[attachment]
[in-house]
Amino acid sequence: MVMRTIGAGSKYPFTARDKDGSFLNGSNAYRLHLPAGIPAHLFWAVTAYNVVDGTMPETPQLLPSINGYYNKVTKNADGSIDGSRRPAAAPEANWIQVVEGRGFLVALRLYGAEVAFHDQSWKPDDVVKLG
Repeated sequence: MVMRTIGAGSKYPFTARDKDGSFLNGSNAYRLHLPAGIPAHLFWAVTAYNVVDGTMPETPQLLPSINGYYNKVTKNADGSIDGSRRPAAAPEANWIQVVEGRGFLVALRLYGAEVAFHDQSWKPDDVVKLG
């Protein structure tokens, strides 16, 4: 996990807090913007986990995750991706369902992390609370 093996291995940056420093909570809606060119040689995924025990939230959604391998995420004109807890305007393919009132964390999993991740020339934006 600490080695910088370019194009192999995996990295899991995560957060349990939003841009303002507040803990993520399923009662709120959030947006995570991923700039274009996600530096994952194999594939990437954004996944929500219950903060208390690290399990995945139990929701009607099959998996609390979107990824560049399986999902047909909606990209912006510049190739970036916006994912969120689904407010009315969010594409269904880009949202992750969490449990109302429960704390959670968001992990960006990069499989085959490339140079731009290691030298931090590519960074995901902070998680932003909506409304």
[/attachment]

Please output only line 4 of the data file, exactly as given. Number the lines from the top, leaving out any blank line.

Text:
């Protein structure tokens, strides 16, 4: 996990807090913007986990995750991706369902992390609370 093996291995940056420093909570809606060119040689995924025990939230959604391998995420004109807890305007393919009132964390999993991740020339934006 600490080695910088370019194009192999995996990295899991995560957060349990939003841009303002507040803990993520399923009662709120959030947006995570991923700039274009996600530096994952194999594939990437954004996944929500219950903060208390690290399990995945139990929701009607099959998996609390979107990824560049399986999902047909909606990209912006510049190739970036916006994912969120689904407010009315969010594409269904880009949202992750969490449990109302429960704390959670968001992990960006990069499989085959490339140079731009290691030298931090590519960074995901902070998680932003909506409304």